Galileo played a great role in the Scientific Revolution by bringing classical Greek knowledge back into view and discovering new concepts. Many of these concepts contributed to the revolution of science having a bigger part in the culture of the Western world, compared to a previously religion-based society. Despite his great contribution, Galileo was a cynical opportunist, and this is evident in the way he presents his ideas, beliefs and findings to the public. Often, Galileo was only concerned with his own interests, and disregarded standards in order to reach them, both of which are characteristics of someone being cynical.
An opportunist, Galileo seized chances as soon as they come his way. For example, when Galileo some of his most daunting critics including Bellarmine passed on, knowing that his critics were no longer present to prevent him from presenting his ideas to the community, Galileo seized his chance to create the Dialogue, a debate between advocates of the old and the new sciences. In the mock debate, he allowed his opponents to win, but not without bringing in a comprehensive argument for Copernican theory to support his own views. Although this technically did not violate the papal decree of 1616, this was done in disregard to the authority of the church, which rejected Copernicanism, and it also disregarded political judgment. This shows how Galileo is indeed cynical, as well as an opportunist.
When Galileo was working on theories, he took the hard path...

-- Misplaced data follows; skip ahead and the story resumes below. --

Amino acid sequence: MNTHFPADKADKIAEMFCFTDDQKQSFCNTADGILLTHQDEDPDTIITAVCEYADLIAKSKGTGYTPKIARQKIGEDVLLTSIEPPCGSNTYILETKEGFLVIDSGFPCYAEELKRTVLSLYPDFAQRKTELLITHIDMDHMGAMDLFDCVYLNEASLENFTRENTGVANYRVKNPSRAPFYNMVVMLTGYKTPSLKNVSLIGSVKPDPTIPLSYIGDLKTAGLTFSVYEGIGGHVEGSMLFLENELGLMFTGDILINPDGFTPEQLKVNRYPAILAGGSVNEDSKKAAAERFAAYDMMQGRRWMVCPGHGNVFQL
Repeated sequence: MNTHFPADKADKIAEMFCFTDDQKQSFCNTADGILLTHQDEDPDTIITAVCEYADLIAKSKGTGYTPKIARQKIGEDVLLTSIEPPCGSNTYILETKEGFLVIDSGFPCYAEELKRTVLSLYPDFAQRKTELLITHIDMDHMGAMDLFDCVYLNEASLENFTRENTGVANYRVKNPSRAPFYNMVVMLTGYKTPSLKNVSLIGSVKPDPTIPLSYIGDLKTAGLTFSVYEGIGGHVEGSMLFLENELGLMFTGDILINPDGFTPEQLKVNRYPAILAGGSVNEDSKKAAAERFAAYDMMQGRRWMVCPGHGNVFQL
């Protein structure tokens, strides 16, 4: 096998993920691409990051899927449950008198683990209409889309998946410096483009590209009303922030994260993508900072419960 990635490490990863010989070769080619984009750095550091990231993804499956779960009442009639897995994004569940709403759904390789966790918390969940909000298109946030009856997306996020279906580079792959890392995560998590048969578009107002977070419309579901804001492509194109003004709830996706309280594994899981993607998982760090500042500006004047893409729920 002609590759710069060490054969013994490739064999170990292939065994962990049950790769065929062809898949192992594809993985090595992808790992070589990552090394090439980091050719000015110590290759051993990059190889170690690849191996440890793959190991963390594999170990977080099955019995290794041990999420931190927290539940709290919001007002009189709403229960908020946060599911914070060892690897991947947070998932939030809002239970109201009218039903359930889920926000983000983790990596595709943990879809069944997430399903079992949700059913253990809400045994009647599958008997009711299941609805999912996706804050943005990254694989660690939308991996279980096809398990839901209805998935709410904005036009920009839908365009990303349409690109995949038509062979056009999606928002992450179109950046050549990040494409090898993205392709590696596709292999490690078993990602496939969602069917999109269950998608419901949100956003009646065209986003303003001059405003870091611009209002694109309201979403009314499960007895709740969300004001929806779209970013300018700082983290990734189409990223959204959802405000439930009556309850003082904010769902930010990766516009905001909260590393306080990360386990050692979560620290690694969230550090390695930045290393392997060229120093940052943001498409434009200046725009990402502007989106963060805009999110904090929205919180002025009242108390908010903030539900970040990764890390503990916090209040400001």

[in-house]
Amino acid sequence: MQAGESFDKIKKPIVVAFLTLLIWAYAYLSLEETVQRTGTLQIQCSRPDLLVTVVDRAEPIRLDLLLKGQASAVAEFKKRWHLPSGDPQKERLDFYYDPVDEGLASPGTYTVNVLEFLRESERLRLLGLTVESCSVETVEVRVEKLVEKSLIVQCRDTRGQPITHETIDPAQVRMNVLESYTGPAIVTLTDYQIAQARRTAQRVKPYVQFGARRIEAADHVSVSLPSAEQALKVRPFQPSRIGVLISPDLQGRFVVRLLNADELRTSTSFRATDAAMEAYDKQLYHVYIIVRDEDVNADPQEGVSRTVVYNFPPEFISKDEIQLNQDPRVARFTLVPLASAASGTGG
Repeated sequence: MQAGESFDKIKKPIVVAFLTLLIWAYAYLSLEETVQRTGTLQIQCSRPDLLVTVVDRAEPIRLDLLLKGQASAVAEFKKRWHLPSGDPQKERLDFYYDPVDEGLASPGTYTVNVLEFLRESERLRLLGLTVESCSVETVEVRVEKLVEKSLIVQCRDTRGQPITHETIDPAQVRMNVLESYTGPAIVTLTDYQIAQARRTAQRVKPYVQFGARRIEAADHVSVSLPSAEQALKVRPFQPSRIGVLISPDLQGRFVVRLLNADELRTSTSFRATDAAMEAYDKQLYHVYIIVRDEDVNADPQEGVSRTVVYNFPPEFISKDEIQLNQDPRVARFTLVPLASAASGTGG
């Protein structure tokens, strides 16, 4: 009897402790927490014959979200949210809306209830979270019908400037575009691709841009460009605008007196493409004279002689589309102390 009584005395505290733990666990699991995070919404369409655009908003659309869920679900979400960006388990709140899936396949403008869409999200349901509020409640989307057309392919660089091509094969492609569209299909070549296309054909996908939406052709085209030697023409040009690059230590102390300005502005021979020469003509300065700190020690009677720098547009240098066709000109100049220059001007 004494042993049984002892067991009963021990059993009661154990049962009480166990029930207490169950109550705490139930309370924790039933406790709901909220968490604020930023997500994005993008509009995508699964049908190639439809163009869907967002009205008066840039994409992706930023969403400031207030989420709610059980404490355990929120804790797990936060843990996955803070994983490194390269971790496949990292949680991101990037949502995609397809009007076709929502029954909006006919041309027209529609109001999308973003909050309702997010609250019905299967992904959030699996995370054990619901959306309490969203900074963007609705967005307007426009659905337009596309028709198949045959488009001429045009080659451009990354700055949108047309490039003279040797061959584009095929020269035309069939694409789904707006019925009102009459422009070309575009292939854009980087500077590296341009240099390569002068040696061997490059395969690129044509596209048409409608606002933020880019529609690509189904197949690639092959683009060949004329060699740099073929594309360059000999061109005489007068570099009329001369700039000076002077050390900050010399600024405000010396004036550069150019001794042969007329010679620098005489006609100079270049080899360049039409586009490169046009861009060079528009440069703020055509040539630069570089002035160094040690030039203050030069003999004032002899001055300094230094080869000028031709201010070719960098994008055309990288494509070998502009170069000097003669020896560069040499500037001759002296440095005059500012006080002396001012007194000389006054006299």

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...eo “bent rather than let himself be broken”, which means that he allowed the Church to punish him and place him under house arrest, rather than choose to continue working on and discussing Copernicus’s Ideas. This may be due to the fact that Galileo knew logically that he could not fight against the authority of the Church, and saw backing down as his only way out. In this way, Galileo may be seen as a coward in the sense that he did not stand up for his own views till the end, unlike Socrates, who held firmly to his beliefs until death, despite a harsh death sentence.
However, like Socrates, Galileo was seen as “a man of great insight, integrity, self-mastery and argumentative skill”. Leaving behind legacies in both Mathematics and Philosophy, Galileo, like Socrates, left a huge impact on the societies of their day, providing a new perspective to view the world.
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